Icons by Susan Kare: a must-see exhibition on a trailblazer of graphic design
“I believe that good icons are more akin to road signs rather than illustrations, and ideally should present an idea in a clear, concise, and memorable way. (…) Some icons are easy because they’re nouns — a calendar, for example. But verbs are hard to do. Undo is especially hard. I struggle year in and year out about undo. (…) I feel much happier that people are looking at my icons every day than having my sculptures in five living rooms across the country” said Susan Kare, the pioneering and influential computer iconographer whose pixelated universe launched a digitized revolution.
And it is in this exact realm -designed on a minimalist grid of pixels and constructed with mosaic-like precision- that Lyon’s Museum of Printing and Graphic Communication invites us with an exhibition and homage to Kare’s pixelated artworks alongside Byzantine and Egyptian iconography and other historic pieces.
“icônes / icons by Susan Kare” is arguably one of the first international retrospectives dedicated to graphic designer and iconographer Susan Kare (born 1954), a pioneer of digital design, who currently lives and works in San Francisco (USA).
Entrusted by Steve Jobs and Andy Herzfeld to “humanize” the graphical interfaces developed by the Apple team for the first Macintosh personal computer back in 1982, Kare reintroduced the power of the symbol into a new era.
Susan Kare, who graduated with a Ph.D. in Arts from New York University, used her knowledge of the study of 19th-century French caricature (Daumier, Doré, Grandville) to create icons and typefaces (Monaco, Chicago, Geneva, Cairo) which then became standards for future designers and which entered the MoMA collections in 2015.
The exhibition reviews the tools and techniques that Susan Kare has developed to invent digital icons as part of her work for Apple (grids, pixels, editors, layers), then for NeXT, Microsoft (Windows 3.1), Facebook, Paypal, or Pinterest.
It also presents Kare’s visual inspirations ranging -from Kanjis, Chinese ideograms used by the Japanese, to Scott McCloud’s comics- and details her research on what she calls “the economy of expression”, the need for an icon to convey its meaning at a glance, will be detailed, as well as her choice, to consider these icons (a trash can, a watch, a hand, a bomb) as a road sign system, a universal sign language.
The Museum of Printing and Graphic Communication, one of the main heritage centers dedicated to graphic design in Europe, confronts its collections with the archives and references of Susan Kare, together with around thirty prints of her icons, made by the designer in her studio.
The exhibition -curated by Joseph Belletante and Alice Savoie- is steeped in the nostalgic atmosphere of the early 1980s (pixel art, video games, music videos) and allows the visitor “to reflect on the place of women in the history of graphic design and upon the transition from Byzantine to digital icons, from Egyptian hieroglyphs to heraldry and emojis.”
Following are more quotes from Kare’s insightful interview for the “Making the Macintosh: Technology and Culture in Silicon Valley” project.
“I enjoyed working with Steve Jobs, both at Apple and later at NeXT (the company founded in 1985 by Jobs after he was forced to leave Apple). He cared so much about every detail, cared about design and graphics, and challenged you to do your best every time.”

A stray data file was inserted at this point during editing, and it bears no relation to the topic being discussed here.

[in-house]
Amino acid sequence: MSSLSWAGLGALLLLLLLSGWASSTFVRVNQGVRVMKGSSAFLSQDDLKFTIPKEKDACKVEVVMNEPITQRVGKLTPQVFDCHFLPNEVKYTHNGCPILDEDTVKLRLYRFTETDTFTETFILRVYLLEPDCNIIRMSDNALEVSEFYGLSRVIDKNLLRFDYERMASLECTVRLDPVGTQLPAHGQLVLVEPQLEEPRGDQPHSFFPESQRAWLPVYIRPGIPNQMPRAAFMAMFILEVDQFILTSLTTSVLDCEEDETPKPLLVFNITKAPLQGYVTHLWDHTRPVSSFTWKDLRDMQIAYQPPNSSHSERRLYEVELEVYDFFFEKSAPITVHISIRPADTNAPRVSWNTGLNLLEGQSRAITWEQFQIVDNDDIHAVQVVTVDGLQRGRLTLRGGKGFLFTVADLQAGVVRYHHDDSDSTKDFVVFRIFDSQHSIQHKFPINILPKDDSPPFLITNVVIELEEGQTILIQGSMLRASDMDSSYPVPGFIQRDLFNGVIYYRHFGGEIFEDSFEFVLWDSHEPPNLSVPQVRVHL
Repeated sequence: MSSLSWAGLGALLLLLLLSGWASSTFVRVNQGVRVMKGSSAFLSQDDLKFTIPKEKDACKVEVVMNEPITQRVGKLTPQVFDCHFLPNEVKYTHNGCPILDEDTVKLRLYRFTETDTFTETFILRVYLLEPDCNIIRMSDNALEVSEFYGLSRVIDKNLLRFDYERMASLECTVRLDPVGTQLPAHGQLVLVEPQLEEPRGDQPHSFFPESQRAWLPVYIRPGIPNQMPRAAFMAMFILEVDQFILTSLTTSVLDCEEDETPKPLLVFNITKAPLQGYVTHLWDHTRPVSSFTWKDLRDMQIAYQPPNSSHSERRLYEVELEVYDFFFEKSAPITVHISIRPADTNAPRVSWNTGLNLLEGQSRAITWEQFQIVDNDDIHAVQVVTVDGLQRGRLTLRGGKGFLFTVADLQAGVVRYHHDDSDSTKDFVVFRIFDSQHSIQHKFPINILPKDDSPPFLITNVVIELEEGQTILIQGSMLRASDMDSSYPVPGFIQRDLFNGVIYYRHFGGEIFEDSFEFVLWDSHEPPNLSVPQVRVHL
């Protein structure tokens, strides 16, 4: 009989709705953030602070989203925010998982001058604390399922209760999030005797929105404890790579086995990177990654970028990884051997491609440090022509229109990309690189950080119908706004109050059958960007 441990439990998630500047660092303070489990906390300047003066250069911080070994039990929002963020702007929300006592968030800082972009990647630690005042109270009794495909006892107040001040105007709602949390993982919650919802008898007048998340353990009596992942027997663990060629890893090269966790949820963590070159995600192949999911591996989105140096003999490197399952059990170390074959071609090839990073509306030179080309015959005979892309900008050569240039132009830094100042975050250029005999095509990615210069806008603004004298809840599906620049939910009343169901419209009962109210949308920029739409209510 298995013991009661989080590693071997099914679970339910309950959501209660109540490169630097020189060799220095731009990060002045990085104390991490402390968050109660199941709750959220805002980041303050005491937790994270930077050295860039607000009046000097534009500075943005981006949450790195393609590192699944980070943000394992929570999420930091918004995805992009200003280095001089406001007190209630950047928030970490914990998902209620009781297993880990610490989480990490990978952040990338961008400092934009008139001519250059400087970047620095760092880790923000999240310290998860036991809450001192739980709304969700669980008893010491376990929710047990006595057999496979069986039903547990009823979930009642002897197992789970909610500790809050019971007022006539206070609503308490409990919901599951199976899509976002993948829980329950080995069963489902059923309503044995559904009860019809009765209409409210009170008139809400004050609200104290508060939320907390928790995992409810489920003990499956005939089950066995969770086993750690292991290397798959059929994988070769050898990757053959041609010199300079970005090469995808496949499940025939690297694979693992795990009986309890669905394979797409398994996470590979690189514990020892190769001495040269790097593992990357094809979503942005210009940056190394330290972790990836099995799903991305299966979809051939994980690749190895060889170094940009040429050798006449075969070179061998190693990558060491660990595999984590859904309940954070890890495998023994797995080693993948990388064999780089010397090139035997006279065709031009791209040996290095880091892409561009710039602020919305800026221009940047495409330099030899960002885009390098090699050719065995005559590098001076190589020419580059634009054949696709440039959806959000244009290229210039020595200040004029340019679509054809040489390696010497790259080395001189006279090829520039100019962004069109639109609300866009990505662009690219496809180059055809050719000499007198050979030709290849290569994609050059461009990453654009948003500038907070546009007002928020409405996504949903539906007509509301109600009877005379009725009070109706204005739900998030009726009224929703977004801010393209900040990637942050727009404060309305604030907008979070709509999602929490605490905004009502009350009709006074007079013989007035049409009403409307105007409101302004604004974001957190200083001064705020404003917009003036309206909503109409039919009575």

“When I see this icon, the Happy Mac, which is one of my favorites, I think back to the group effort, our effort to try to make a computer” for the greatest number “and above all a public of amateurs of technologies and techniques, which included me.”
“My philosophy has not changed — I try to develop symbols that are meaningful and memorable. I started designing monochrome icons using a 32 × 32 pixel icon editor that Andy Hertzfeld created. Subsequently, I’ve been able to take advantage of more robust tools and higher screen resolution, and also design vector images in Illustrator. But design problems are solved by thinking about context and metaphor — not by tools.”
“The end goal is to develop an image that is easy to understand and remember, and that works well in its screen environment. It’s always optimal to be able to see the whole visual UI and mock-up how icons will fit into that, and iterate.”
“My work also focused on developing a set of proportional typefaces for the computer screen; a departure from the monospaced characters typically found on typewriters and earlier computers. With the icon and font work, I hoped to help counter the stereotypical image of computers as cold and intimidating.”
“I rely on common sense; when I designed buttons, icons, and other screen images for Microsoft’s Windows 3.0 in 1987, I was able to use the 16-color palette to replace black rectangles with images that looked like three-dimensional ‘pressable’ buttons. I was also challenged to fine-tune many images for applications by using dithered patterns of color to offset the constraints of the limited VGA palette.”
“I am a big believer that there is a rich history of symbols from which you can draw even for concepts and icons, whether from fine art or folk art or advertising or bottle caps. So I had my shelf of books from college, and some that I picked up that was kind of random.”
“I am looking for pixels in everything. Cross stitch fonts are a perfect analogy for what I do — there are 18th-century specimens that look stunning. And even though I work a lot on vector images now, where pixel doesn’t matter as much, I still feel like, if you have that constraint, I’m the right person for that job.”
icônes / icons by Susan Kare at the Museum of Printing and Graphic Communication, Lyon, France is on from April 14 to September 18, 2022.